Please note that since this was written,
datetime and (possibly)
pubdate have been reinstated, and made more powerful. Doctor Bruce has the low-down in his blogpost The best of <time>s. We preserve this merely to show our grandchildren that we played a role in the Time Wars.
We’ve come a long way in the HTML5 specification’s steady march towards ratification and implementation. The WHATWG’s energy has recently been more on post-HTML5 features that are being added to “HTML The Living Standard”, plus tidying up HTML5 for Last Call. However we’re still not past losing (or gaining) an element, with last week seeing the removal of
<time> and the addition of
: As per the HTML Working Group Chairs request, the W3 HTML5 Editor’s Draft spec has been reverted to include
<time>. Note this means it no longer includes
<data>. The WHATWG HTML: Living Standard spec is currently the opposite, still retaining
<data> but with no
<time>. According to Anne Van Kesteren’s post on the WHATWG Weblog,
<time> will return to the WHATWG spec taking into account new use cases on the WHATWG Wiki.
TL;DR — it looks like
<time> will remain, probably with more permissive
<data> will also remain, but it’ll take a little while before the dust settles.
<time> was originally added to allow dates and times to be machine readable, via the
datetime attribute. This gives us human-readable content (“yesterday”) plus hidden machine-readable content (“2011-11-02”) with no accessibility problems. It allows for e.g. browsers to offer to localise dates. The
pubdate attribute indicating an article’s date of publication was added for HTML to Atom conversion (also removed from HTML5 in this change), and would make it easy for search engines to sort by date. Having permitted dates and times specified in HTML5 (a subset of ISO 8601) allows a validator to check a
datetime value is valid.
<time> has been one of the easier elements to understand for authors, as it’s semantically obvious. By comparison the microformats Class-Value pattern for datetimes is clunky.
<time class="dtstart" datetime="2011-10-05T09:00Z">9am on October 5</time>
Microformats Value-Class pattern:
<span class="dtstart"><abbr class="value" title="09:00">9am</abbr> on <abbr class="value" title="2011-10-05">October 5</abbr></span>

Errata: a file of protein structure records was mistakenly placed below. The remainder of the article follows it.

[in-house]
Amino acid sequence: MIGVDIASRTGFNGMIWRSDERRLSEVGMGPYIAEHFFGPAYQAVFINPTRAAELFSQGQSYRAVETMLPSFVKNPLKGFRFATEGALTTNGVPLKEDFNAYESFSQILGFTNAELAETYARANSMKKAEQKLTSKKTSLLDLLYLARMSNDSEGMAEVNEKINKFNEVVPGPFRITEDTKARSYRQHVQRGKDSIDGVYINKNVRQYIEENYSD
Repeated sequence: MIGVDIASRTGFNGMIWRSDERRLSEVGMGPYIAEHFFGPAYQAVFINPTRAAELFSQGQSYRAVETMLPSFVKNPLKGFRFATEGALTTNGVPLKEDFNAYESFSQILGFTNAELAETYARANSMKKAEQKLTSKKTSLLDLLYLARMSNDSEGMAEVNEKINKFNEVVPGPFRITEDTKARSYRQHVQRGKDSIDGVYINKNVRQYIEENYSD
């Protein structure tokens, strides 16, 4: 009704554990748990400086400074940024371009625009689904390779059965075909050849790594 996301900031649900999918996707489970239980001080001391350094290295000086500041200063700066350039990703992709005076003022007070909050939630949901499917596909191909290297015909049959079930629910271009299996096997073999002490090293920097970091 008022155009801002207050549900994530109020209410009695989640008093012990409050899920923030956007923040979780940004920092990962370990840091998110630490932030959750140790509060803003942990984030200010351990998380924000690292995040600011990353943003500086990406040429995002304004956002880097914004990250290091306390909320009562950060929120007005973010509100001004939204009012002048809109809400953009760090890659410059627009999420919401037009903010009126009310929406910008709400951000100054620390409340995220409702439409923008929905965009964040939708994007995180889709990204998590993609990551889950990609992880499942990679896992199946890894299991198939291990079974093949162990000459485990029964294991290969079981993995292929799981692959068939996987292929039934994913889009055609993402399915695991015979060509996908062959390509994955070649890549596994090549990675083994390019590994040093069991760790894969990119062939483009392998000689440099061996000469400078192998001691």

<time> has been pretty widely used for weblog article publication dates, and has made it into WordPress and Drupal
plus being used by Google for search results.
The issues raised about
<time> by authors were mainly that it didn’t do everything: it didn’t cover ancient and vague times, time durations, and there was no “last updated” attribute equivalent to
pubdate. The other problem is there are a bunch of other less common but similar kinds of data that would also benefit from being machine readable and validatable, such as weights and prices. Minting a new element for each one would (arguably) be a lot of work, so Ian Hickson has added a generic element for these use cases instead — the
<data> element, with a required
The data element represents its contents, along with a machine-readable form of those contents in the value attribute.
value attribute contains the machine-readable equivalent of the element’s content. The
<data> element can be used as-is as an element equivalent of
data-* for marking up private data for scripts (although without the dataset API). It can also be used in conjunction with microdata vocabularies (and potentially microformats), in which case the format of the
value attribute is specified by the vocabulary.
This is a welcome addition as it gives us an easy way to duplicate microformats’ Value-Class pattern for more than just the datetimes
<time> allowed. However as part of introducing
<time> together with
pubdate have been dropped.
This is controversial, with :
I think this is a bad decision
Steve Faulkner has requested this change be reverted, and comments on the Twitters and blogs (Bruce, WebMonkey, Zeldman) have been mostly ranging from shock to outrage.
This is because while
<time> is semantically obvious,
<data> is seen as an equivalent to
<span>. However, “semantics for the sake of it” isn’t enough to justify being in the spec, despite the benefits. Another reason for the dismay is many people have had trouble pushing to use HTML5, and having an element removed gives fuel to anyone arguing HTML5 isn’t suitable for production.
What’s wrong with this picture #
- Standards bodies: elements, attributes
- Communities: microdata and microformats vocabularies, POSH formats
- Common sense: functional ID and class names
- Generic names
- Obfuscated, random, or presentational names